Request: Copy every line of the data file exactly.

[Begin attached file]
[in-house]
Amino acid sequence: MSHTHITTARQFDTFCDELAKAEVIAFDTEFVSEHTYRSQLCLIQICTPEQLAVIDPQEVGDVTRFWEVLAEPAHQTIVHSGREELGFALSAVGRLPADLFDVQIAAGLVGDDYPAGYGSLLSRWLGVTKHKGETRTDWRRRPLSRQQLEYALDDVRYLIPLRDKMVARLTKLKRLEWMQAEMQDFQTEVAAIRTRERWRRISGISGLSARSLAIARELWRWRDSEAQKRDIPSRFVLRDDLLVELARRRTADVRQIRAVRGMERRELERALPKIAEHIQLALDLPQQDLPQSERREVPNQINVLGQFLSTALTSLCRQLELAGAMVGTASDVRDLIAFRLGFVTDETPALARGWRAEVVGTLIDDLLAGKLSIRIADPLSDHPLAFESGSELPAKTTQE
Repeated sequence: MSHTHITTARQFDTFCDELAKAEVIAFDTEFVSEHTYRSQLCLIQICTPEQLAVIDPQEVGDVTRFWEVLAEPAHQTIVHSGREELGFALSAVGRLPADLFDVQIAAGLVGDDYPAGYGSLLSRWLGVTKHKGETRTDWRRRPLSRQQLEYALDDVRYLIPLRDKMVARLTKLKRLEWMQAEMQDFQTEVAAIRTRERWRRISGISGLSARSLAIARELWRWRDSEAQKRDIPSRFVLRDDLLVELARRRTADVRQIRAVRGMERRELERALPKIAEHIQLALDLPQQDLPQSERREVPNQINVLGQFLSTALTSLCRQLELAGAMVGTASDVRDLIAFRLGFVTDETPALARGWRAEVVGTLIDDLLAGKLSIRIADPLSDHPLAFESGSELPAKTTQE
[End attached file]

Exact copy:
[in-house]
Amino acid sequence: MSHTHITTARQFDTFCDELAKAEVIAFDTEFVSEHTYRSQLCLIQICTPEQLAVIDPQEVGDVTRFWEVLAEPAHQTIVHSGREELGFALSAVGRLPADLFDVQIAAGLVGDDYPAGYGSLLSRWLGVTKHKGETRTDWRRRPLSRQQLEYALDDVRYLIPLRDKMVARLTKLKRLEWMQAEMQDFQTEVAAIRTRERWRRISGISGLSARSLAIARELWRWRDSEAQKRDIPSRFVLRDDLLVELARRRTADVRQIRAVRGMERRELERALPKIAEHIQLALDLPQQDLPQSERREVPNQINVLGQFLSTALTSLCRQLELAGAMVGTASDVRDLIAFRLGFVTDETPALARGWRAEVVGTLIDDLLAGKLSIRIADPLSDHPLAFESGSELPAKTTQE
Repeated sequence: MSHTHITTARQFDTFCDELAKAEVIAFDTEFVSEHTYRSQLCLIQICTPEQLAVIDPQEVGDVTRFWEVLAEPAHQTIVHSGREELGFALSAVGRLPADLFDVQIAAGLVGDDYPAGYGSLLSRWLGVTKHKGETRTDWRRRPLSRQQLEYALDDVRYLIPLRDKMVARLTKLKRLEWMQAEMQDFQTEVAAIRTRERWRRISGISGLSARSLAIARELWRWRDSEAQKRDIPSRFVLRDDLLVELARRRTADVRQIRAVRGMERRELERALPKIAEHIQLALDLPQQDLPQSERREVPNQINVLGQFLSTALTSLCRQLELAGAMVGTASDVRDLIAFRLGFVTDETPALARGWRAEVVGTLIDDLLAGKLSIRIADPLSDHPLAFESGSELPAKTTQE